At 04:20 2/14/02, Charlie Loeven wrote:
I lost the post but wanted to comment on the idea of how to do indoor flash
photography at events.
That is to get a f stop that gives you 1/15 sec. and use TTL to shut off the
flash at 1/60. That would result in a 2 stop under exposure for the
I never thought of it that way and it really gives you some idea of what the
ambient light will do. Of course a 1/30 sec ambient light reading will give
you a 1 stop underexposure for the background but the ambient light could
affect the flash
exposure a bit more as in too green (fluorescent) or too yellow (tungsten)I
think 2 stops would do just fine.
The other method which is a bit easier to use on some other camera brands
is called "dragging" the shutter. With an OM-1[n], OM-3[ti], or any of the
others in "Manual" mode, the shutter speed can be set to 1/30th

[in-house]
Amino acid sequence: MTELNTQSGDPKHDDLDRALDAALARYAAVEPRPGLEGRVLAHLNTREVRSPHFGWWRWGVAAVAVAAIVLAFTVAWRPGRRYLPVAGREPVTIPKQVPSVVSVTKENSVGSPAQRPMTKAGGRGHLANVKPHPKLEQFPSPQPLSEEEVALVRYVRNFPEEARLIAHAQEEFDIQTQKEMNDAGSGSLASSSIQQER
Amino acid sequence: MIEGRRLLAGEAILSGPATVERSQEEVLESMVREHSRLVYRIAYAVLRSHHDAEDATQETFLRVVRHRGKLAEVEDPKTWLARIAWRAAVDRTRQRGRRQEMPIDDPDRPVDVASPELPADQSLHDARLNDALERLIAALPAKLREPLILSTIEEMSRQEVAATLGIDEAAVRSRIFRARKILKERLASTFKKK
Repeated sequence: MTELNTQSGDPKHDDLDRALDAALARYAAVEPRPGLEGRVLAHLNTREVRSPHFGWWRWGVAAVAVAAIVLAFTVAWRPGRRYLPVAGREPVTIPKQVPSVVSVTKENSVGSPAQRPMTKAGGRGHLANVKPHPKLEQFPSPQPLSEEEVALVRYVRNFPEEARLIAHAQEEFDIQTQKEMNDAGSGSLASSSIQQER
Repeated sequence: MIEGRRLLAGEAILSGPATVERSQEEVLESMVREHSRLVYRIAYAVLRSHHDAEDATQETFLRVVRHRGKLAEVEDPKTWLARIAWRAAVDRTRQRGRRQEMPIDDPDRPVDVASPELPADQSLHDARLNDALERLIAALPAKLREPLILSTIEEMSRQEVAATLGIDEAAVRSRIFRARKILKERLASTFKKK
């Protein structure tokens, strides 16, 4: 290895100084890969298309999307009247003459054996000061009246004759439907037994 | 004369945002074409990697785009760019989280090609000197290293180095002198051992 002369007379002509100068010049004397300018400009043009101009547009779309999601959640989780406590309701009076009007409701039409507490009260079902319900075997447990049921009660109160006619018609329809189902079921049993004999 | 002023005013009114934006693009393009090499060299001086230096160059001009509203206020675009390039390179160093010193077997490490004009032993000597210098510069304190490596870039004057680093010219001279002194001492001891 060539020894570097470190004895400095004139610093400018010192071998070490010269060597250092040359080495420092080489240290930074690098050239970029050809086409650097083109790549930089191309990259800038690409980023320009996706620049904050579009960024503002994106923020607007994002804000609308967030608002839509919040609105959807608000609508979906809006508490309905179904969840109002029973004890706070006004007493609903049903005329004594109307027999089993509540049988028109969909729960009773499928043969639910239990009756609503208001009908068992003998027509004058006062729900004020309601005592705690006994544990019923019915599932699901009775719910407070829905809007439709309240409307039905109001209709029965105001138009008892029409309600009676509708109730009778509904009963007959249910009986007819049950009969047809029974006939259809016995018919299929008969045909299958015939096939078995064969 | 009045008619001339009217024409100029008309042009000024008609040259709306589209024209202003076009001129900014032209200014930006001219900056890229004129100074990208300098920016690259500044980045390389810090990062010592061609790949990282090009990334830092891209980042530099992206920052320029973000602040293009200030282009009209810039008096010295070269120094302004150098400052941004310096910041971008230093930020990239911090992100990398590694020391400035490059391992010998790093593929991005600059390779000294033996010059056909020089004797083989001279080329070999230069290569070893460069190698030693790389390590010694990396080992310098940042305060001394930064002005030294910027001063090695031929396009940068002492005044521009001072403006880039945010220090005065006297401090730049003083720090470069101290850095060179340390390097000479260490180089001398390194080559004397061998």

second. The flash has to run in "Normal Auto" using its own sensor
though. The 1/30th shutter speed will X-Sync and bring up ambient light by
a stop more than running at the 1/60th X-Sync.
Unfortunately, dedicated flashes on the OM-2[n,S] and OM-4[T] will
automagically set the shutter speed to 1/60th if the camera is in Auto [and
Program on the 2S and PC]. As was mentioned in another thread, if the body
is set to Manual Mode and the flash is in TTL Mode you will get a complete
flash dump with every shot (no quench). If you look at a T-20 or T-32 and
slide its calculator panel in with the "TTL Auto" side showing, you will
see it moves the sliding flash mode switch just below the panel to what
would be the full power (dump) "Manual Mode" position if the panel were
showing the other side (for Normal Auto and Manual). In this regard the
T-20 and T-32 are "dumb" about whether you are operating in TTL Auto or
Manual. The camera body only activates the quench line if the camera body
is in Auto [or Program] Mode.
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